So why in God's name would they make this trade? Apparently Boston's front office believed this was its best chance to add the elusive "Third Scorer" to the fold; unable to replace create cap space with so much money invested in Pierce and Walker, the Celts used Kenny's salary to bring back an established player while they could. They were also hoping that Baker (a Connecticut native) would get hooked up to the Juvenation Machine by playing closer to home, and playing with two fierce competitors (Pierce and Walker) would motivate him, and that he would thrive down low against weaker Eastern Conference foes, and maybe he would even emerge as the "Comeback Player of the Year." To be fair, all of these things aren't out of the realm of possibility. That's the great thing about sports: You never know.

And believe me, I'll be rooting for him. Not that I have a choice, but I'll be rooting for him. Sports teams are like family members ... even when you're watching them re-enact outtakes from SNL's "Bad Idea Jeans" commercial, you still have that fundamental need to support them and say things like, "I think this fourth marriage could be the one that works out" and "Hey, seven DWI's in the last eight years isn't that bad, right?" What else can you say? Family is family. And sports teams are family. Even when they keep screwing up.

Still, I can't shake the feeling that this Baker trade was borderline lunacy. When you're tying up your salary cap for the next four years and threatening the chemistry of a likable team that came within two wins of the NBA Finals, shouldn't you weasel away at least one first-rounder in the deal? Why assume all the risk? They could have waited until February to make the trade -- when Anderson's value would have only increased, and Baker's might have even decreased -- or they could have allowed Anderson's contract to run out and used their free-agent exemption for a reasonable replacement. Instead, they willingly accepted Baker with no strings attached, the Overpaid, Underachieving Good Guy, the guy who warms your heart even as he's breaking it. This isn't a gamble, it's a shot in the dark.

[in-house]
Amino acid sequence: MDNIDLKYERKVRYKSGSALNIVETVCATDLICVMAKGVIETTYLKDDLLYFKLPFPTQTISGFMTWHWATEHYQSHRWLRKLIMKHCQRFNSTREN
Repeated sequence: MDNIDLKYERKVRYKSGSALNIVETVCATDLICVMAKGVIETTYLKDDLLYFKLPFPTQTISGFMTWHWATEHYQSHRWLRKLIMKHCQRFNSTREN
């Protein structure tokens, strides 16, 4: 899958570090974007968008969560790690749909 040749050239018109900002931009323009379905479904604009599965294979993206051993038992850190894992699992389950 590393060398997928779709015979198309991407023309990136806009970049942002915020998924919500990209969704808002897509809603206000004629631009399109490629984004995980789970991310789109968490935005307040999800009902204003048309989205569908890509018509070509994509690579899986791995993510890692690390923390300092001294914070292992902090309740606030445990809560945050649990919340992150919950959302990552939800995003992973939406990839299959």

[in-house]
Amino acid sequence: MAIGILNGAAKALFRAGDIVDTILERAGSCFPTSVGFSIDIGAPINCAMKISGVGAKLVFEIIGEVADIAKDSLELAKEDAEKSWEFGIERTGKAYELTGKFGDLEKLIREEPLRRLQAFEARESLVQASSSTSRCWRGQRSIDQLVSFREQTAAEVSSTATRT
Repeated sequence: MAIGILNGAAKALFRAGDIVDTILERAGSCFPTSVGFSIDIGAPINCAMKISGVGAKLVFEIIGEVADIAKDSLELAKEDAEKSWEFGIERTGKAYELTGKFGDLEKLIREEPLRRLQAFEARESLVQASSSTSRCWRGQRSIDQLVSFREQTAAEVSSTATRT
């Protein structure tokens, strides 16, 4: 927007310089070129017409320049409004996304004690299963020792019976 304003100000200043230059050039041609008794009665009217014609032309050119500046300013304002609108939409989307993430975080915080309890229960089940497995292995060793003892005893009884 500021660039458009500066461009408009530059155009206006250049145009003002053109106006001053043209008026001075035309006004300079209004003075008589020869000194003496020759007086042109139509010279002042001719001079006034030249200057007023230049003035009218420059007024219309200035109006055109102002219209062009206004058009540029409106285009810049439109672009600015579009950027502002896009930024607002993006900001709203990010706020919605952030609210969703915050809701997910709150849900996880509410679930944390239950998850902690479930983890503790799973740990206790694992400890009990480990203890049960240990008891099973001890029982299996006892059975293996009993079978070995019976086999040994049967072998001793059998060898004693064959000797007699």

As a sports fan, few things are worse than that feeling of helplessness -- those precious few seconds as you watch your team head toward that cliff, when you can't stop them, when common sense has apparently been thrown out the window, when nothing will ever be the same. Sports aren't like real life, where you can make mistakes, deal with the repercussions and make the best of an unfavorable situation (well, unless you're in Haiti).

Vin Baker
It's possible that Baker will get rejuvenated in Boston ... possible, but not likely.
In the age of salary caps and guaranteed contracts, you can't misfire and say, "Well, we'll get 'em next time." One or two wrong moves can have a negative, domino-like effect over the next few years, especially in the NBA, where cap-clogging contracts have destroyed countless teams. Just like that, the window closes. For years.

And nobody knows this game than Boston fans, where the post-Bird Celtics were saddled by clunker contracts to Dee Brown, Dana Barros, Dino Radja, Xavier McDaniel, Dominique Wilkins, Anderson, Walter McCarty, Potapenko ... the only deadbeats missing were Michael Jackson and Mariah Carey. For nearly a decade, we were in Basketball Hell. Instead of wondering if we might make the playoffs again, we were wondering things like, "If so-and-so suffered an unfortunate hunting accident, would his contract come off the cap?" and "Can we hire Jeff Gillooly and Shawn Eckardt as team trainers?"

Now we're back. Just when we though the Bad Contract Train had pulled out of South Station, just when we thought things had finally turned around for the Celtics, just when we thought we were free and clear ... here comes Vin Baker. Two hundred and sixty pounds, four years, $56 million. The ultimate roll of the dice. And unless I'm crazy, we're headed right toward a cliff.

("Noooooo!!!!!!!")

Bill Simmons writes columns for Page 2 and ESPN The Magazine. Over the next five weeks, his Page 2 column will only run on Tuesdays ... the old schedule will return in mid-August.